New brochure to encourage Aboriginal and Torres Strait Islanders to use disability abuse hotline
Parliamentary Secretary for Disabilities and Children’s Services, Bill Shorten, today launched a new brochure to encourage indigenous Australians to access the National Disability Abuse and Neglect Hotline and Complaints Resolution and Referral Service (CRRS).
Mr Shorten launched, A guide to reporting abuse and neglect – Aboriginal and Torres Strait Islanders, at a gathering of indigenous disability representatives in Sydney, who have been involved in the formation of First Peoples Disability Network (Australia), the first peak body dedicated to representing indigenous Australians with disability.
‘Indigenous Australians with disability are too often doubly disadvantaged and doubly isolated. I am positive that this new organisation will provide a strong voice for this vulnerable group.’
First Peoples Disability Network (Australia) executive officer Damian Griffis said the creation of the new organisation was an exciting development, but it would have a lot of work to do to improve conditions for indigenous people with disability.
Mr Shorten said the brochure would be an important way to encourage indigenous Australians to use the national hotline.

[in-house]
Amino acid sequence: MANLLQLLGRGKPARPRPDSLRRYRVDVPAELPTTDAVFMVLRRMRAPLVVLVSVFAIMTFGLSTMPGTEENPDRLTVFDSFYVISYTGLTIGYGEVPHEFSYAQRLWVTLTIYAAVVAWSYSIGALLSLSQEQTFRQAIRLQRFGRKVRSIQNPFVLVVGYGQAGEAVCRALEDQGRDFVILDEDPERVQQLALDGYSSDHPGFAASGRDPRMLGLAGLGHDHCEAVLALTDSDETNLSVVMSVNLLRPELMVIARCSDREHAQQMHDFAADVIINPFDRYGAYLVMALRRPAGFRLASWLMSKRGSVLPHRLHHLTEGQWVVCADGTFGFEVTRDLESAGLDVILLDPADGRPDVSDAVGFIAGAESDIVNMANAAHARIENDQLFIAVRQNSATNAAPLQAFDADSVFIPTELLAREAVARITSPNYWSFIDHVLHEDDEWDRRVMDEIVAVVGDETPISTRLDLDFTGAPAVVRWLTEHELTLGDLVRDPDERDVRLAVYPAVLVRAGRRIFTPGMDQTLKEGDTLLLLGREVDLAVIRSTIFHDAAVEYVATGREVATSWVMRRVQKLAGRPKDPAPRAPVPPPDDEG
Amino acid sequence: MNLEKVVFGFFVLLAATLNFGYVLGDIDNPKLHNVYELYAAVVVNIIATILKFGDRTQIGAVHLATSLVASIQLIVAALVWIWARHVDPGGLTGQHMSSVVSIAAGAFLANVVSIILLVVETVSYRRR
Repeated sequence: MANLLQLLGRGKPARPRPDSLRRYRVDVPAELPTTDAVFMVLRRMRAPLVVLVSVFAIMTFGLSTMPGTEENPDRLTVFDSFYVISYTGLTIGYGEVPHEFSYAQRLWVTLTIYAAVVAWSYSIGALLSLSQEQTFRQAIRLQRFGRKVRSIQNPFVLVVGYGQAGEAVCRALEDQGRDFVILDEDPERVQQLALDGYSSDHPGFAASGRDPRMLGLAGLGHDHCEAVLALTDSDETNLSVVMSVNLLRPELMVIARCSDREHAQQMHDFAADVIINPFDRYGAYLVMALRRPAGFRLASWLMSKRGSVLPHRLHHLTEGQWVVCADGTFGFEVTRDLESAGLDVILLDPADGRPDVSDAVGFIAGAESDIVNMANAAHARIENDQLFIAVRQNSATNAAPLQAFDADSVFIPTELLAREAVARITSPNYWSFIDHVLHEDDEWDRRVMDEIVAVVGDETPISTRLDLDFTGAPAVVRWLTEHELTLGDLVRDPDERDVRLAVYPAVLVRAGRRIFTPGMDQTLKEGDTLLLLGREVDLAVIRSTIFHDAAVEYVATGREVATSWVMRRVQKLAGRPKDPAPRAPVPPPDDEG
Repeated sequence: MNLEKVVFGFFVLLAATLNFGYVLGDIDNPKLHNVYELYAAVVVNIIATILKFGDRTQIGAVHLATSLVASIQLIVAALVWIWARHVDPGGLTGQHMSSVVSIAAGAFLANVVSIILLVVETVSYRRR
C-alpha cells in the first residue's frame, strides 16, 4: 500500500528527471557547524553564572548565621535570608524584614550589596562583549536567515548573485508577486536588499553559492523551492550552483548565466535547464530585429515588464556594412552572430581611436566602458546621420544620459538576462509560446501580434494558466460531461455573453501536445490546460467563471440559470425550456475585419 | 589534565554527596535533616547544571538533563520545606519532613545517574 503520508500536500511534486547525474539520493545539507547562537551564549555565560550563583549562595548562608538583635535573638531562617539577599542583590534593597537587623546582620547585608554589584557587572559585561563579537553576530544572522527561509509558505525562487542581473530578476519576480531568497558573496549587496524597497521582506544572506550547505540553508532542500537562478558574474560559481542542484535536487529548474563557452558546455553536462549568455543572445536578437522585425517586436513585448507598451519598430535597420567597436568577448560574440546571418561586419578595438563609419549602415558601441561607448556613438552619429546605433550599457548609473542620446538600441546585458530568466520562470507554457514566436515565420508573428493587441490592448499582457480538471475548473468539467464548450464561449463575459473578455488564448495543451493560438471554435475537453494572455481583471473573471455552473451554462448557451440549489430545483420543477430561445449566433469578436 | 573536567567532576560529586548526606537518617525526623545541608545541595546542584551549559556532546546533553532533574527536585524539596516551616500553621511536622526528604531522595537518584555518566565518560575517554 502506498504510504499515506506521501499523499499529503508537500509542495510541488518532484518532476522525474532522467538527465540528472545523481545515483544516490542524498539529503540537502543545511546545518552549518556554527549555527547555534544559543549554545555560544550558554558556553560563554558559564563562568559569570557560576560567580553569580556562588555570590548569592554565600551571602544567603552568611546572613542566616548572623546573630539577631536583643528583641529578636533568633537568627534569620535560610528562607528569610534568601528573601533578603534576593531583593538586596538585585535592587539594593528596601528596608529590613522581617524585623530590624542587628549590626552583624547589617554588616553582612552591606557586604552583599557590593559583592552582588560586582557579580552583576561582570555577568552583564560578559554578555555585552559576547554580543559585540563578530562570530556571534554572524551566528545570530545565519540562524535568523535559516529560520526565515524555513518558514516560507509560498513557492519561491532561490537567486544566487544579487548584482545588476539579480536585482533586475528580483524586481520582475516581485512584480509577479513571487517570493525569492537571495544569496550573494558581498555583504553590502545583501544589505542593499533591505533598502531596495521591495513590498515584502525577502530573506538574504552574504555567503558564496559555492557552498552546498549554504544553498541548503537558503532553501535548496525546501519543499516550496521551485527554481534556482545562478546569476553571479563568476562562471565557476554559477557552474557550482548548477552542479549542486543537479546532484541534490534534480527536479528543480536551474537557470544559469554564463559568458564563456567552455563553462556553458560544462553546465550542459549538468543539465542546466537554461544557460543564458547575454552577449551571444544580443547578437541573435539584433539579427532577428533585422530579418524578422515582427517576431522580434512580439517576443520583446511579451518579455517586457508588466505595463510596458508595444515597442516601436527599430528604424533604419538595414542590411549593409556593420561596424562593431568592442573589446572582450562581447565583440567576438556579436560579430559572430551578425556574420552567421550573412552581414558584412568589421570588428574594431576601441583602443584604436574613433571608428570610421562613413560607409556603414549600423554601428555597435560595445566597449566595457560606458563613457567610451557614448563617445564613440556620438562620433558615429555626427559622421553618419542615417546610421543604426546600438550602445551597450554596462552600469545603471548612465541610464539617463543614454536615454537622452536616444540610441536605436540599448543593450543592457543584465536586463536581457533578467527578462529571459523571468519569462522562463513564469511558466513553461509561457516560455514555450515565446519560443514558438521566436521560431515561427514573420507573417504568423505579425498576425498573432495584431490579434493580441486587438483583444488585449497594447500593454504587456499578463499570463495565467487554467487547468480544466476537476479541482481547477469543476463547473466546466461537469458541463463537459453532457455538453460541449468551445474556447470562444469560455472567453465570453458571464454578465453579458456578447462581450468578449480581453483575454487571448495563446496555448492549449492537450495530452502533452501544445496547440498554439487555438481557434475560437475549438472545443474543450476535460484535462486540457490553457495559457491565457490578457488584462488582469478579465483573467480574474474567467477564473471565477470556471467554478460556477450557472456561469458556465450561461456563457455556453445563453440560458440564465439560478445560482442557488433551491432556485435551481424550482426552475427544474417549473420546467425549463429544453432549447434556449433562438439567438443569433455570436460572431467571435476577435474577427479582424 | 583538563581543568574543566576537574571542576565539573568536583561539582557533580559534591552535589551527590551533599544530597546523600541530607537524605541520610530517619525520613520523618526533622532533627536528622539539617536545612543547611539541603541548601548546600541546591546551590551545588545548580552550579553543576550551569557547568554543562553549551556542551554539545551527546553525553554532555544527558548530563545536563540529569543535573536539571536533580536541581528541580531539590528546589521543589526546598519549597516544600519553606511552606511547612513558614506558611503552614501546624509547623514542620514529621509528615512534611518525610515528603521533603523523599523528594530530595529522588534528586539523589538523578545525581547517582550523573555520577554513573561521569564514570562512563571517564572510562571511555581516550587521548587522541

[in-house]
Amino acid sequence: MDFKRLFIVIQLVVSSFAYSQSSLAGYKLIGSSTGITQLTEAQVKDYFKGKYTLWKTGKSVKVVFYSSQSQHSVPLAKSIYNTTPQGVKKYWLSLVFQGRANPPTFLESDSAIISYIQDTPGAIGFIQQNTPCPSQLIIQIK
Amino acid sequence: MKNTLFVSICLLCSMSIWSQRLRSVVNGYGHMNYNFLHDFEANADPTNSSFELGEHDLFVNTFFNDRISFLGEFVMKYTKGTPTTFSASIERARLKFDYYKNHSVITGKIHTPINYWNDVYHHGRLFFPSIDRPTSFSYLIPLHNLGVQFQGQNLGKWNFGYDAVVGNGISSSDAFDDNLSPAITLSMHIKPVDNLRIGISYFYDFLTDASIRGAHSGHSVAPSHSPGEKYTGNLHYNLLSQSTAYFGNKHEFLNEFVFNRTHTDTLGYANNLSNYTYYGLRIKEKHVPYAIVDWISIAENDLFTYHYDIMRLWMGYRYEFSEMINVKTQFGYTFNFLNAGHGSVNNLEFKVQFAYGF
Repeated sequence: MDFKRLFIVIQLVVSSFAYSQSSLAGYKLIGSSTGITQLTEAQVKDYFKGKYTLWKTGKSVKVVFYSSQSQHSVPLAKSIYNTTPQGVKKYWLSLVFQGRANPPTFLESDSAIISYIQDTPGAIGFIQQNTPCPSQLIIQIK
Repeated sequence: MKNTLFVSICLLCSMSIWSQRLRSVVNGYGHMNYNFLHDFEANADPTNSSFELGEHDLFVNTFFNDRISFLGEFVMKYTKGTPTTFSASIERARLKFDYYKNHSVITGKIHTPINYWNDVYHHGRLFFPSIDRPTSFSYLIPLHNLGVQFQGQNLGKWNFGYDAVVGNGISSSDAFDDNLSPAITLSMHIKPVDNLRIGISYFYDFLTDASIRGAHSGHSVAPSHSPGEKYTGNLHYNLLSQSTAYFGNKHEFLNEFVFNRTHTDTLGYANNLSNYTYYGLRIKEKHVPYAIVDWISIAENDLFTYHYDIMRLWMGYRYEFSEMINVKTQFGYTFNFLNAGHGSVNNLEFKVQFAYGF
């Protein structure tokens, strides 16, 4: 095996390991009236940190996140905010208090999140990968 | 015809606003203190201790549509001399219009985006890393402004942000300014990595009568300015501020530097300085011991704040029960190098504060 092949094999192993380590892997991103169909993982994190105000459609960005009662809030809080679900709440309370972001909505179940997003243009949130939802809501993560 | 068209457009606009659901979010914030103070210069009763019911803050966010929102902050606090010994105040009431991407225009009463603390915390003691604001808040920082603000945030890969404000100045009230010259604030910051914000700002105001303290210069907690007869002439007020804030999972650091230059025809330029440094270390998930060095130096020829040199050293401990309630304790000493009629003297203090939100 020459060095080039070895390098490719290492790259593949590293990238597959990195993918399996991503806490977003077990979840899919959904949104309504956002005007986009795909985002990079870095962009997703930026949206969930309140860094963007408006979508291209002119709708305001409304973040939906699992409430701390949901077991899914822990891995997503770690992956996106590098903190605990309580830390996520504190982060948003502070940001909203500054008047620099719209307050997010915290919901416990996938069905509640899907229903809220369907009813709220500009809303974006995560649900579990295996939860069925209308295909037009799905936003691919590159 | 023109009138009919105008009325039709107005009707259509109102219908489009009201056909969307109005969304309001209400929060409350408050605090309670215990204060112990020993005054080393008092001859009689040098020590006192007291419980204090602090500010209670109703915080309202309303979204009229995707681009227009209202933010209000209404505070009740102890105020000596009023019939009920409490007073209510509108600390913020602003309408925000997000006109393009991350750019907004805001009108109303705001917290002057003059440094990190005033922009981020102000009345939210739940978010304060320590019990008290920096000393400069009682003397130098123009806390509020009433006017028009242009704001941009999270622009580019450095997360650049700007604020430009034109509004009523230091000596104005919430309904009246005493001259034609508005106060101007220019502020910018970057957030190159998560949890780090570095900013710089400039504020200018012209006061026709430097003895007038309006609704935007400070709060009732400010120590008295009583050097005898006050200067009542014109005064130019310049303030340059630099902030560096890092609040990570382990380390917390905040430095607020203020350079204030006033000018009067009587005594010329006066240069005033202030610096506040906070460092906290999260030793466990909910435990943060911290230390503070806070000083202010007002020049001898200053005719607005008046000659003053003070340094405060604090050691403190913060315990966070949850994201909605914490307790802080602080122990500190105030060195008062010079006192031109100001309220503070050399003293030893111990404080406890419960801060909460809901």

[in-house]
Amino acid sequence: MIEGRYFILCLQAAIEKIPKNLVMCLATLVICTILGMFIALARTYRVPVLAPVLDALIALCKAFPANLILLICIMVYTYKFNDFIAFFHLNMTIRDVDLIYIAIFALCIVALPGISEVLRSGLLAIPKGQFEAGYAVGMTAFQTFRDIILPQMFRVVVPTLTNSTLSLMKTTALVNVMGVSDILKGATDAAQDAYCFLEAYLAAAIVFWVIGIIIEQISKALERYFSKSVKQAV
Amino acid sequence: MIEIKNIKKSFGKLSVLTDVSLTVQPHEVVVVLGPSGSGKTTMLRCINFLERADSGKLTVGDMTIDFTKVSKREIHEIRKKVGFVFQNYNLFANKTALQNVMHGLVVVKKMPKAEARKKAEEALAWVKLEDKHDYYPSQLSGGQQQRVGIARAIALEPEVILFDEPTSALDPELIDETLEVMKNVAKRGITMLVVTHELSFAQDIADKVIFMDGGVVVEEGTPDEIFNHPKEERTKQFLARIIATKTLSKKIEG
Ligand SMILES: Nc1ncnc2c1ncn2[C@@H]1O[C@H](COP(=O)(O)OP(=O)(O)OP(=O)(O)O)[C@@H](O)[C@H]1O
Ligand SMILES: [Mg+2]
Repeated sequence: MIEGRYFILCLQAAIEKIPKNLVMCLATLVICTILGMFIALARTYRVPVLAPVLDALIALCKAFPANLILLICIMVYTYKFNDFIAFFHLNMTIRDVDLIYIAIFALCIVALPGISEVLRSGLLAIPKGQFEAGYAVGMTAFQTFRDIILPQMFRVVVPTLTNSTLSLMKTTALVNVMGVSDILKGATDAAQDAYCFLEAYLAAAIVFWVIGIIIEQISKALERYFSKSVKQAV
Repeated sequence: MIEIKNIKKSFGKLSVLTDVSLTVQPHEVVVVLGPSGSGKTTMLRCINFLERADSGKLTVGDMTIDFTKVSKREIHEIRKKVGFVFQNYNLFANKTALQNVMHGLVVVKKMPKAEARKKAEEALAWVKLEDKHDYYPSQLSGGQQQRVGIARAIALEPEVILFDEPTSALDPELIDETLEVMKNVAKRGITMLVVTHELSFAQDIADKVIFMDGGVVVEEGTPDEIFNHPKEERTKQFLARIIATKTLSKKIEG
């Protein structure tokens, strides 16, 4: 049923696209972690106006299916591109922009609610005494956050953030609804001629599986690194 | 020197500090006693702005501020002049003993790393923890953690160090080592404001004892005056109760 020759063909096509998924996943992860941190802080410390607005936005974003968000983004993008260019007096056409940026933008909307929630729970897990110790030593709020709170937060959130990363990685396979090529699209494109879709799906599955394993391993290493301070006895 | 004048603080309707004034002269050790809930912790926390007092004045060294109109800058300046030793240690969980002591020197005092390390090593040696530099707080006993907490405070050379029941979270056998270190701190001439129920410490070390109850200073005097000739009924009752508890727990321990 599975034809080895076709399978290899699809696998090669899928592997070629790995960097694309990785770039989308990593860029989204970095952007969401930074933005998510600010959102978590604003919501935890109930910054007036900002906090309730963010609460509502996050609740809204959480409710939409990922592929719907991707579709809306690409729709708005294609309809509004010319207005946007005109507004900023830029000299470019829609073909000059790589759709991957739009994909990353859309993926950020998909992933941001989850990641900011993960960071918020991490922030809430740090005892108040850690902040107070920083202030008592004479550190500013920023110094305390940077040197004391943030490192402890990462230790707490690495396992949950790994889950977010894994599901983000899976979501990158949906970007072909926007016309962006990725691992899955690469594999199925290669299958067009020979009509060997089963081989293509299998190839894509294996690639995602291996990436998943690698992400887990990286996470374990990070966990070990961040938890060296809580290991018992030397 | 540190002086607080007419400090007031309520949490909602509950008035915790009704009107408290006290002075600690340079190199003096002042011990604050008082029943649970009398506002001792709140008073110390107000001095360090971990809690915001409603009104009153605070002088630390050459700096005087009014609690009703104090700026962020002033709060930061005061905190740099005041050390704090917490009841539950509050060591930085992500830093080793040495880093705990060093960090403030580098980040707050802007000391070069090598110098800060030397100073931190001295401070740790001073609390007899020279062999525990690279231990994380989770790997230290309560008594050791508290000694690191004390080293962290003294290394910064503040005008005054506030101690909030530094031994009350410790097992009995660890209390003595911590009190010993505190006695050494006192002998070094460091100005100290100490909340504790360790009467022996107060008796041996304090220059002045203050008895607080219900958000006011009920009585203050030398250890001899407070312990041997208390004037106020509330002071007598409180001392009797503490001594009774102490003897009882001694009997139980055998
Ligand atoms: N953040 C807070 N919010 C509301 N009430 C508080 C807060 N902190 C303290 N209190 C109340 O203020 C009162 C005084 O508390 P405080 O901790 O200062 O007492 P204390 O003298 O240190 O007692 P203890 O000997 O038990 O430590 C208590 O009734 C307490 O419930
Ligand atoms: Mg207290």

‘Around 37 per cent of Aboriginal and Torres Strait Islander people have some form of disability but very few have contacted the hotline or CRRS,’ Mr Shorten said.
‘Indigenous people with disability are some of the most vulnerable in Australia and I am concerned that this lack of response may be due to an absence of information about the services targeted to them.
‘The hotline allows people to report abuse and neglect of people with disability, and to get help in stopping it. It is a valuable resource for people with disability, and in particular for indigenous people with disability who are often isolated within the Australian community.
‘The brochure is a prime example of how we can better target information to Aboriginal and Torres Strait Islander people.
‘It focuses on the particular experiences and needs of Aboriginal and Torres Strait Islander people with disabilities and features artwork by internationally renowned Indigenous artist and illustrator Bronwyn Bancroft.’
The National Disability Abuse and Neglect Hotline was established in 2001 to receive allegations of abuse and neglect that occur to people with disability across Australia.
It receives about 700 allegations of abuse and neglect each year
‘If more Indigenous people use the hotline, we can collect information about the difficulties that many people from Aboriginal and Torres Strait Islanders face as well as the appropriateness of services that they receive,’ Mr Shorten said.
The hotline number is 1800 880 052.